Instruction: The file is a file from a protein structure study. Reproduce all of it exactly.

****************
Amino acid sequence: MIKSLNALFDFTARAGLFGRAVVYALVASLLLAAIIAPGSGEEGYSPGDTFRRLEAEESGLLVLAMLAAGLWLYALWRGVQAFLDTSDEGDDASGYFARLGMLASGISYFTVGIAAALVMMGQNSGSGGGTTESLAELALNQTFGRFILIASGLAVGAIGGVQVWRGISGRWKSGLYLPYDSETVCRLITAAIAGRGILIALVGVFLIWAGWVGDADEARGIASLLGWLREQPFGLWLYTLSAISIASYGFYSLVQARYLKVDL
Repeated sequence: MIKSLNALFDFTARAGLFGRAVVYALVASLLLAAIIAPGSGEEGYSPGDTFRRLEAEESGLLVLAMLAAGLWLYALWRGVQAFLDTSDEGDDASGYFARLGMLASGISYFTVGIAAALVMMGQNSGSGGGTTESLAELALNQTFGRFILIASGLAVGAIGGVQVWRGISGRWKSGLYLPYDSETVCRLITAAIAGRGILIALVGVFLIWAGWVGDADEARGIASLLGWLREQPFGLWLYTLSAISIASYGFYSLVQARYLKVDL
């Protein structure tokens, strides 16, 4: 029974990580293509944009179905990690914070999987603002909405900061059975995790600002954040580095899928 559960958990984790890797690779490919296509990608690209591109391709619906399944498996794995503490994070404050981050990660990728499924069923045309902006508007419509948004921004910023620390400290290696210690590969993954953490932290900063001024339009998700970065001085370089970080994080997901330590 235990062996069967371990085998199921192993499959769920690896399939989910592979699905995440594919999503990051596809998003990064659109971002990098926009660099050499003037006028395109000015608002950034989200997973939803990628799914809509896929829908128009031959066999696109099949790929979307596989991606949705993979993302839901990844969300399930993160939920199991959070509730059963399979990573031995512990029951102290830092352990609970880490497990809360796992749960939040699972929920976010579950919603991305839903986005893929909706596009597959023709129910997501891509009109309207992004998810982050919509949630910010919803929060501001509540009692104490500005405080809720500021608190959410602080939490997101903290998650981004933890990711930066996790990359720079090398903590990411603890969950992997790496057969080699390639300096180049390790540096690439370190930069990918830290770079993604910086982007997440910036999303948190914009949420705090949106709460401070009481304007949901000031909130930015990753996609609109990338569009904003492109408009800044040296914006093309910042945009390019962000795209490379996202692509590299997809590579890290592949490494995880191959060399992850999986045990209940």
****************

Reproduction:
Amino acid sequence: MIKSLNALFDFTARAGLFGRAVVYALVASLLLAAIIAPGSGEEGYSPGDTFRRLEAEESGLLVLAMLAAGLWLYALWRGVQAFLDTSDEGDDASGYFARLGMLASGISYFTVGIAAALVMMGQNSGSGGGTTESLAELALNQTFGRFILIASGLAVGAIGGVQVWRGISGRWKSGLYLPYDSETVCRLITAAIAGRGILIALVGVFLIWAGWVGDADEARGIASLLGWLREQPFGLWLYTLSAISIASYGFYSLVQARYLKVDL
Repeated sequence: MIKSLNALFDFTARAGLFGRAVVYALVASLLLAAIIAPGSGEEGYSPGDTFRRLEAEESGLLVLAMLAAGLWLYALWRGVQAFLDTSDEGDDASGYFARLGMLASGISYFTVGIAAALVMMGQNSGSGGGTTESLAELALNQTFGRFILIASGLAVGAIGGVQVWRGISGRWKSGLYLPYDSETVCRLITAAIAGRGILIALVGVFLIWAGWVGDADEARGIASLLGWLREQPFGLWLYTLSAISIASYGFYSLVQARYLKVDL
């Protein structure tokens, strides 16, 4: 029974990580293509944009179905990690914070999987603002909405900061059975995790600002954040580095899928 559960958990984790890797690779490919296509990608690209591109391709619906399944498996794995503490994070404050981050990660990728499924069923045309902006508007419509948004921004910023620390400290290696210690590969993954953490932290900063001024339009998700970065001085370089970080994080997901330590 235990062996069967371990085998199921192993499959769920690896399939989910592979699905995440594919999503990051596809998003990064659109971002990098926009660099050499003037006028395109000015608002950034989200997973939803990628799914809509896929829908128009031959066999696109099949790929979307596989991606949705993979993302839901990844969300399930993160939920199991959070509730059963399979990573031995512990029951102290830092352990609970880490497990809360796992749960939040699972929920976010579950919603991305839903986005893929909706596009597959023709129910997501891509009109309207992004998810982050919509949630910010919803929060501001509540009692104490500005405080809720500021608190959410602080939490997101903290998650981004933890990711930066996790990359720079090398903590990411603890969950992997790496057969080699390639300096180049390790540096690439370190930069990918830290770079993604910086982007997440910036999303948190914009949420705090949106709460401070009481304007949901000031909130930015990753996609609109990338569009904003492109408009800044040296914006093309910042945009390019962000795209490379996202692509590299997809590579890290592949490494995880191959060399992850999986045990209940």